26 Jul On-site determination of land area
On-site determination of land area
by George Coucounis
“Regulates private right to real estate and does not promote public purpose”
The decision of the Director of the Land Registry on a property owner’s application for the on-site determination of the area of a piece of land, or the Director’s request for additional information from the applicant or the consent(s) of the co-owner(s), is a matter that regulates a private right to property and does not promote a public purpose. Therefore, such decision is not in the public interest; rather, it affects the rights of the individual property owner submitting the application. As a result, the Director’s decision cannot be the subject matter of a recourse to the Administrative Court. The review of the legality of the Director’s decision and any revision of same falls within the ambit of private law and consequently it can only be challenged by an appeal filed in the District Court pursuant to Article 80 of the Immovable Property Law, Cap.224. In the event that a recourse is filed requesting the annulment of the Director’s decision or the remedy of an omission in such a decision, a jurisdictional issue is expected to be raised. Further objection is likely to be raised on the basis that the said decision does not constitute an executory administrative act which can be challenged by a recourse filed pursuant to Article 146 of the Constitution. Consequently, the matter will be examined by the Court preliminarily and outright as a matter of public interest pertaining to the admissibility of the recourse.
In a recent case, a request was filed at the Land Registry to determine on site the extent of a piece of land and the interested parties were informed that their title deeds were not in accordance with the cadastral registries. An application was thereupon submitted to the Director of the Land Registry to register the pieces of land and issue title deeds, since the plots were allegedly divided and the Land Registry’s division file was lost. The Director replied that the further examination of the application necessitated the written consents of all the persons that were entitled to the registration of the said pieces of land in their names, or alternatively a Court order recording which persons were entitled to registration of the pieces of land in their name. No response was provided and the legality of the Director’s decision was challenged through a recourse filed at the Administrative Court. During the hearing of the recourse, the Republic suggested that the recourse was inadmissible because the decision under challenge did not constitute an executory administrative act. The argument for inadmissibility was based on the suggestion that the application to the Land Registry was not examined, that the Director was in anticipation of further information and details in order to examine the application and that the Administrative Court did not have jurisdiction to hear the recourse since the challenged decision of the Director pertained to the applicant’s private rights, not a matter falling within the realm of public administrative law.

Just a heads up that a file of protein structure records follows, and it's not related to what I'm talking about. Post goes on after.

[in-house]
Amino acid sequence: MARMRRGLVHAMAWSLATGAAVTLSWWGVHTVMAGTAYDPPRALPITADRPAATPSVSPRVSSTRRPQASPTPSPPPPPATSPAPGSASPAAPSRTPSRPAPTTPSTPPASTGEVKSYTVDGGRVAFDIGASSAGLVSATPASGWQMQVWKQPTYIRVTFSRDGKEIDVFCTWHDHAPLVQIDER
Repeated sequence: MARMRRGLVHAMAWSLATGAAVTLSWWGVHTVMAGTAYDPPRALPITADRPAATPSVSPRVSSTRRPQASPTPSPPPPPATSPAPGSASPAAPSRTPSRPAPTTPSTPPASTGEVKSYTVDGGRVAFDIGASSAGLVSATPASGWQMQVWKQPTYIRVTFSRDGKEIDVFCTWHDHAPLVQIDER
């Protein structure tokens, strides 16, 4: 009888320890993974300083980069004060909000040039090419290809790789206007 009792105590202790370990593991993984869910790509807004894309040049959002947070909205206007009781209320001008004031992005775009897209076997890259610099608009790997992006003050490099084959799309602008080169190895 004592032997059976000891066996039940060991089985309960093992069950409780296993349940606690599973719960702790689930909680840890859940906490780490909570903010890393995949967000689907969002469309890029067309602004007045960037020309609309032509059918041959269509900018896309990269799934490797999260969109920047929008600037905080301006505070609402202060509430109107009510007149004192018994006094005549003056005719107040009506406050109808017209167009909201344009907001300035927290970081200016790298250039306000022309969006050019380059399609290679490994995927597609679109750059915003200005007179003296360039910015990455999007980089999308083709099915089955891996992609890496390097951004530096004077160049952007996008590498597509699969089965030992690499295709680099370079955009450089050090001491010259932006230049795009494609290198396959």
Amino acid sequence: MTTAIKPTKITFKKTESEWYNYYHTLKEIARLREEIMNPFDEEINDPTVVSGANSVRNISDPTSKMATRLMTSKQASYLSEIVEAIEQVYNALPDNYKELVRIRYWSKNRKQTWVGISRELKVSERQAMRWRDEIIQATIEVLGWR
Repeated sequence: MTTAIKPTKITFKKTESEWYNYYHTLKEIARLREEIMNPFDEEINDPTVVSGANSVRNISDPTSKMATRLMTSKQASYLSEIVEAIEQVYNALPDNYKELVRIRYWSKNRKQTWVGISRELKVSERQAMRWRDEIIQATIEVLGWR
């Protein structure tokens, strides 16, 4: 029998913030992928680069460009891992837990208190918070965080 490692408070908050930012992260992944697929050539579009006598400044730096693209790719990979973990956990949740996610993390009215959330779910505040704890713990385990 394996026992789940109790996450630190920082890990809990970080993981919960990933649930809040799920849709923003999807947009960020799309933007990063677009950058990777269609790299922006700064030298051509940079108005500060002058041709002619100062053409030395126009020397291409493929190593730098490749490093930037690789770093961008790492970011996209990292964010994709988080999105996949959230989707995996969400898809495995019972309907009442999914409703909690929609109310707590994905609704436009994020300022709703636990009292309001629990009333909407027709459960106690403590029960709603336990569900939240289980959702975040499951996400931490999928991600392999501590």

A recent judgment of the Administrative Court dated 5.7.2021, refers to the aforesaid events, and provides that the Court had the obligation to examine the aforesaid jurisdictional matter despite being raised late in the process, hence calling the parties to make representations in this regard. Deciding in favour of the Director, the Court referred to the relevant case law and recorded that no recourse may be filed against an administrative act pursuant to Article 146 of the Constitution except if such act falls within the ambit of public administrative law. Decisions of the Director which are related to rights in immovable property law are normally of private nature. The resolution of border disputes was held to amount to regulation of civil – private rights of the interested parties and hence the public is not directly interested in the issuance and the contents of such decisions. Likewise, the Court held that it was not possible to review the decision of the Director of the Land Registry to adjourn the date specified for the foreclosure of an immovable property.
The Court emphasized that in Hellenic v. Republic the Supreme Court pointed out that a citizen who complaints of decisions of the Land Registry which hare of private nature is not deprived of an effective remedy just because such decisions do not fall within the ambit of public administrative law. Article 80 of Cap.224 provides an affected citizen with the right to file an appeal against the Land Registry’s decision at the District Court, whose jurisdiction extends to the essence of the decision, too. The information requested by the respondent regarded the determination of his rights in immovable property. The Director’s decision pertains to the same subject matter and hence it falls within the sphere of private law by nature. Consequently, the Supreme Court acting in its capacity as First Instance Administrative Court had no jurisdiction to hear the recourse.
Relying on the aforesaid principles and observations, the Administrative Court dismissed the recourse and concluded that the aforesaid recent case concerned the regulation of property rights under civil law and not a decision that fell within the sphere of public law.